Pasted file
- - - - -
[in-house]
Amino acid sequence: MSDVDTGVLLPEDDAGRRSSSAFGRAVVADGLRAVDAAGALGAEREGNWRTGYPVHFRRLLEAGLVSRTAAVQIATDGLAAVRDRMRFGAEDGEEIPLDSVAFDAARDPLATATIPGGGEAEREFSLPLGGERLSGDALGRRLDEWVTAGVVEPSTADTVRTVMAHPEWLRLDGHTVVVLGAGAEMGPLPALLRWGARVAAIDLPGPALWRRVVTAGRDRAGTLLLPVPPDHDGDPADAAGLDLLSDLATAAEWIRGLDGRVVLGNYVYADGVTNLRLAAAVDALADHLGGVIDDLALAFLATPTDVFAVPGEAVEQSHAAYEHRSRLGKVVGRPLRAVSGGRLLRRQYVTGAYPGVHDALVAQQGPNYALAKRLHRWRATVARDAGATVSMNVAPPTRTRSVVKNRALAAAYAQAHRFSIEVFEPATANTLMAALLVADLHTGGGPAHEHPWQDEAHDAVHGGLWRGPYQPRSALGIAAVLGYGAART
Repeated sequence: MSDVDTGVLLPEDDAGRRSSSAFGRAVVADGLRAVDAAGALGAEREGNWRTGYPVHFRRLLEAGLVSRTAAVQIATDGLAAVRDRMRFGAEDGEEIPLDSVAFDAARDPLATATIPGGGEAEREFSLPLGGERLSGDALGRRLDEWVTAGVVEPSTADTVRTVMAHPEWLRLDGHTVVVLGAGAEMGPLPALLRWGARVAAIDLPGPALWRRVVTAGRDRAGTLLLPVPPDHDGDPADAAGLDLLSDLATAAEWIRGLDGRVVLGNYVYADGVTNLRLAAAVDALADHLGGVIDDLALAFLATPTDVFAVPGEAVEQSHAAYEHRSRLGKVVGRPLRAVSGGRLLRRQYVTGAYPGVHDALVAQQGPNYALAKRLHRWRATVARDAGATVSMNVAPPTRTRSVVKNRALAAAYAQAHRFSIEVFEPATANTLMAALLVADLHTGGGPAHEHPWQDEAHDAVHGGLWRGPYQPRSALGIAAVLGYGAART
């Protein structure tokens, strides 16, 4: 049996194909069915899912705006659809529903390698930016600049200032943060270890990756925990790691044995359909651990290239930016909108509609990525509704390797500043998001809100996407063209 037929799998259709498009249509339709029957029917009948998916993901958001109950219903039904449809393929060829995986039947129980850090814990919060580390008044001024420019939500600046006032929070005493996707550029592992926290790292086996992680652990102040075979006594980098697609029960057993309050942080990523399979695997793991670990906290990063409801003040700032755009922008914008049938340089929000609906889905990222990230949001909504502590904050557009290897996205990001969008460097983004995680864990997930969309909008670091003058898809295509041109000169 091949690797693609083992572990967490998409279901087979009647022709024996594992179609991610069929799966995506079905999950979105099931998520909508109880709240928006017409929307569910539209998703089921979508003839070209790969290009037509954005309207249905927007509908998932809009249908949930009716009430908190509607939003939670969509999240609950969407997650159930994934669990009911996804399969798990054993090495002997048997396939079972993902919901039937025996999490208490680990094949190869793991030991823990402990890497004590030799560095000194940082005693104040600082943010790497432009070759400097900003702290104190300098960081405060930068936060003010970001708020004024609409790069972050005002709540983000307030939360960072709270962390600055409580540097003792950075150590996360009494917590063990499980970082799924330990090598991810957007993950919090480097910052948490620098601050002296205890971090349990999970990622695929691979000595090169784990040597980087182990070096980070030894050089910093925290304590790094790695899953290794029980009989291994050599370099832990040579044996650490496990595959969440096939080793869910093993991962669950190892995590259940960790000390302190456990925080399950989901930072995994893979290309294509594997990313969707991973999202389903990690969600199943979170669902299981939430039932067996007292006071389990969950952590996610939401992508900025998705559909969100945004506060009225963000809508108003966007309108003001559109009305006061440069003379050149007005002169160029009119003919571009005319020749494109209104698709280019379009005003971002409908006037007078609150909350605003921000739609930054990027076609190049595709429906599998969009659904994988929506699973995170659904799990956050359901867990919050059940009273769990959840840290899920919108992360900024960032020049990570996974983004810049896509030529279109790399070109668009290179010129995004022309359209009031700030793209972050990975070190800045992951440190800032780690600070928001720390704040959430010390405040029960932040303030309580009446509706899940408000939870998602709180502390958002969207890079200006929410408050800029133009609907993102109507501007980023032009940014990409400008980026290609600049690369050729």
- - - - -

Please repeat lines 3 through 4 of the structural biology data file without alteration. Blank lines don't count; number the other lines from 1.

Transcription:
Repeated sequence: MSDVDTGVLLPEDDAGRRSSSAFGRAVVADGLRAVDAAGALGAEREGNWRTGYPVHFRRLLEAGLVSRTAAVQIATDGLAAVRDRMRFGAEDGEEIPLDSVAFDAARDPLATATIPGGGEAEREFSLPLGGERLSGDALGRRLDEWVTAGVVEPSTADTVRTVMAHPEWLRLDGHTVVVLGAGAEMGPLPALLRWGARVAAIDLPGPALWRRVVTAGRDRAGTLLLPVPPDHDGDPADAAGLDLLSDLATAAEWIRGLDGRVVLGNYVYADGVTNLRLAAAVDALADHLGGVIDDLALAFLATPTDVFAVPGEAVEQSHAAYEHRSRLGKVVGRPLRAVSGGRLLRRQYVTGAYPGVHDALVAQQGPNYALAKRLHRWRATVARDAGATVSMNVAPPTRTRSVVKNRALAAAYAQAHRFSIEVFEPATANTLMAALLVADLHTGGGPAHEHPWQDEAHDAVHGGLWRGPYQPRSALGIAAVLGYGAART
């Protein structure tokens, strides 16, 4: 049996194909069915899912705006659809529903390698930016600049200032943060270890990756925990790691044995359909651990290239930016909108509609990525509704390797500043998001809100996407063209 037929799998259709498009249509339709029957029917009948998916993901958001109950219903039904449809393929060829995986039947129980850090814990919060580390008044001024420019939500600046006032929070005493996707550029592992926290790292086996992680652990102040075979006594980098697609029960057993309050942080990523399979695997793991670990906290990063409801003040700032755009922008914008049938340089929000609906889905990222990230949001909504502590904050557009290897996205990001969008460097983004995680864990997930969309909008670091003058898809295509041109000169 091949690797693609083992572990967490998409279901087979009647022709024996594992179609991610069929799966995506079905999950979105099931998520909508109880709240928006017409929307569910539209998703089921979508003839070209790969290009037509954005309207249905927007509908998932809009249908949930009716009430908190509607939003939670969509999240609950969407997650159930994934669990009911996804399969798990054993090495002997048997396939079972993902919901039937025996999490208490680990094949190869793991030991823990402990890497004590030799560095000194940082005693104040600082943010790497432009070759400097900003702290104190300098960081405060930068936060003010970001708020004024609409790069972050005002709540983000307030939360960072709270962390600055409580540097003792950075150590996360009494917590063990499980970082799924330990090598991810957007993950919090480097910052948490620098601050002296205890971090349990999970990622695929691979000595090169784990040597980087182990070096980070030894050089910093925290304590790094790695899953290794029980009989291994050599370099832990040579044996650490496990595959969440096939080793869910093993991962669950190892995590259940960790000390302190456990925080399950989901930072995994893979290309294509594997990313969707991973999202389903990690969600199943979170669902299981939430039932067996007292006071389990969950952590996610939401992508900025998705559909969100945004506060009225963000809508108003966007309108003001559109009305006061440069003379050149007005002169160029009119003919571009005319020749494109209104698709280019379009005003971002409908006037007078609150909350605003921000739609930054990027076609190049595709429906599998969009659904994988929506699973995170659904799990956050359901867990919050059940009273769990959840840290899920919108992360900024960032020049990570996974983004810049896509030529279109790399070109668009290179010129995004022309359209009031700030793209972050990975070190800045992951440190800032780690600070928001720390704040959430010390405040029960932040303030309580009446509706899940408000939870998602709180502390958002969207890079200006929410408050800029133009609907993102109507501007980023032009940014990409400008980026290609600049690369050729």